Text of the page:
If you inherited brains but not wealth, then your best bet is to join the top professions. Top professions like medicine and law are not just academically draining - for a number of years doctors and lawyers work the most brutal office hours. If you can survive the hours, the legend says that medical specialists can buy one private property every month. 

Their children can be elite.

b)  Inherited Brains and Wealth - Join Government or run a Startup

These are the masters of the universe who have it all. Money and Brains. The challenge for society is convincing these folks to serve the nation. The Admin Service pays almost as well as Goldman Sachs but the decisions can impact all Singaporeans. Alternatively, being a startup founder is no sweat for elites because there is already a safety net against failure, the payoff is that thousands of jobs can be built.

The question is, as a society, how can we convince the elites to serve? Elites don't really have to if they don't want to.

c) No inherited brains or wealth - Play the Squid Game

This is where the precariat comes from. They have limited financial, social or cultural capital. In this case, I have channelled the last article and suggest they join the Squid Game - any vocation that is based on a tournament system like a career in sales. 

In sales, 80% of the income is earned by the most charismatic 20%. This can be insurance or real estate sales. 

I am in this category as I do have to sell myself every week.

d) Inherited Wealth but not brains  - Patron of the Arts

My ambition is for my kids to at least qualify to join this segment. At least getting the alumni privileges is not taxable by the government.

It is easy to just dismiss these guys who inherited just money because they can go through life in a coma. But I don't believe that wealth should necessarily lead to an existential vacuum.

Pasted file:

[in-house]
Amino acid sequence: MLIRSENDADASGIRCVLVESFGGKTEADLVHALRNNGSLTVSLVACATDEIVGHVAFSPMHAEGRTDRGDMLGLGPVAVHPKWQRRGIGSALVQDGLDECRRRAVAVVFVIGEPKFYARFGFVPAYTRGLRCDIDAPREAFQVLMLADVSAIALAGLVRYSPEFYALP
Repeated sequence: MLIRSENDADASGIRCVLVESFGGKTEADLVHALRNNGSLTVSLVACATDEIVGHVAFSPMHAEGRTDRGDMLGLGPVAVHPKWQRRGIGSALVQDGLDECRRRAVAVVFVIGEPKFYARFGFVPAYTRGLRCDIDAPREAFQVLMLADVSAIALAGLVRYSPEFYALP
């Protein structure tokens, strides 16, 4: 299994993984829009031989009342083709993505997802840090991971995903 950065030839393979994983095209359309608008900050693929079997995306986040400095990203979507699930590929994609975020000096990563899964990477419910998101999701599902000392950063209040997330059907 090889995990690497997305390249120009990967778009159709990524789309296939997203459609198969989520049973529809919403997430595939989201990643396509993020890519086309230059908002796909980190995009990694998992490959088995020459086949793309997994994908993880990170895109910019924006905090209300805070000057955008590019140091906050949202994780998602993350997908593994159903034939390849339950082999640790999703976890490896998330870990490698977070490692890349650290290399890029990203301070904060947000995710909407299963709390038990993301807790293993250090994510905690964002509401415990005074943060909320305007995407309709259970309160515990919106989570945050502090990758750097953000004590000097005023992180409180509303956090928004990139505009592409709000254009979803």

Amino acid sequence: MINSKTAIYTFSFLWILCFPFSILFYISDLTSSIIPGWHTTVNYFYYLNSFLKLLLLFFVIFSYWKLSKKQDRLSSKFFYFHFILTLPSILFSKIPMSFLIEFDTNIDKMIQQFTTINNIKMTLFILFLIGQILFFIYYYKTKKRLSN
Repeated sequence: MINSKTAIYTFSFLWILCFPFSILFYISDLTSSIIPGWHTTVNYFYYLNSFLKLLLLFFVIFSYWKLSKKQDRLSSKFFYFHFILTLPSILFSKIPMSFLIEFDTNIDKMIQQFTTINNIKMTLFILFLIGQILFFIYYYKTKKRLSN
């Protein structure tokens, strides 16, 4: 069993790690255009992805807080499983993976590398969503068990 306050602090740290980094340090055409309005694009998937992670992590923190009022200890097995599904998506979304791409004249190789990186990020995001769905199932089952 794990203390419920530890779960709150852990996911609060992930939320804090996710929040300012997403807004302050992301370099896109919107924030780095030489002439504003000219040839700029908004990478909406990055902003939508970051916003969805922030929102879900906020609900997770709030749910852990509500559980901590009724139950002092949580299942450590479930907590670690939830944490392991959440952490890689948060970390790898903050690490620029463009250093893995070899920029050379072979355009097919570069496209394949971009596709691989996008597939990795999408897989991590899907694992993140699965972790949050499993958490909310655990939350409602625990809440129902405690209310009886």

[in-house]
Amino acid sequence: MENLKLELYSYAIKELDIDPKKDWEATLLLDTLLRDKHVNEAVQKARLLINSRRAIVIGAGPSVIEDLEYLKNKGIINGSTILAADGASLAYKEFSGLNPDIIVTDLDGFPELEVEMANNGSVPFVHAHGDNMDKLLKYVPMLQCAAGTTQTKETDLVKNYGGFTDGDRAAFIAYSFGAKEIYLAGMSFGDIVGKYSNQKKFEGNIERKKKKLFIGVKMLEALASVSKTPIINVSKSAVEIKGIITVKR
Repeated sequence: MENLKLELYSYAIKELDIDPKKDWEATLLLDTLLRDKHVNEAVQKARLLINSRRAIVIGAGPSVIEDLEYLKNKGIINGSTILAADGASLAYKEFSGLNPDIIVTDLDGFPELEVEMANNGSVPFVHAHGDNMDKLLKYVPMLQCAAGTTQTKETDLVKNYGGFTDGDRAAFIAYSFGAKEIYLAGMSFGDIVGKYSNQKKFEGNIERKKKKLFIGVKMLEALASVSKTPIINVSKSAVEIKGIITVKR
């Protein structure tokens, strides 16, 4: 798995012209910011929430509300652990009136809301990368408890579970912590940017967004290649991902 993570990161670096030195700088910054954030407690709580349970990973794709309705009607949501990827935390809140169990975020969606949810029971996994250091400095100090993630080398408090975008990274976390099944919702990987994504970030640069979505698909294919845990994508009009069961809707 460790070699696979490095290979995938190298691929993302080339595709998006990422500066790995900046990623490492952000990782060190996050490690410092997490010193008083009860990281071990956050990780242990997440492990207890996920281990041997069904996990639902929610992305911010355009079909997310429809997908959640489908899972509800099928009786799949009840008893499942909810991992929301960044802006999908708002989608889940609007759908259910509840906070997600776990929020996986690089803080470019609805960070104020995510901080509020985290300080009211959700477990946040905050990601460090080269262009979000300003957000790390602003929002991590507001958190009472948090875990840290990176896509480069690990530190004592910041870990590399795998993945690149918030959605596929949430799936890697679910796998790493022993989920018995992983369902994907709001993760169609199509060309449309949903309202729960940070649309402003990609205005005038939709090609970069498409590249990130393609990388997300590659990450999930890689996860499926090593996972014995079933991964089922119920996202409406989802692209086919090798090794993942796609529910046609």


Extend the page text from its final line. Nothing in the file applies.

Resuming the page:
If you have a lot of money and maybe not so much brains, you can still be a patron of the arts and bring more beauty into people's lives.

For readers who have just finished this article, which quadrant do you belong to? Do you agree with my recommendations?

Share them in the comments below. 



  1. Superficially you can market yourself as a squidy, but you're closer to the entrepreneur / biz start-up spectrum. 😉

    As for admin service, it's usually the no inherited wealth/ high intelligence that stay in it. Those from super wealthy families often chaff at the system even if they're a high-flier being put in charge of a stat board in their 30s & higher chance of them leaving eventually.

    Btw when I say no inherited wealth above, it really means not crazy rich. Vast majority (75+%) of govt scholars do come from upper middle class i.e. parents at least condo address or terrace house.

  2. I think the government really needs to come up with a plan to draw elites into the Admin Service even though you are right, they really have no incentive to stay. Sometimes having wealth can mean saying no to a minister if there is a disagreement with policies.

    Without inherited wealth, the smart Admin officer will just bite the bullet and make things happen.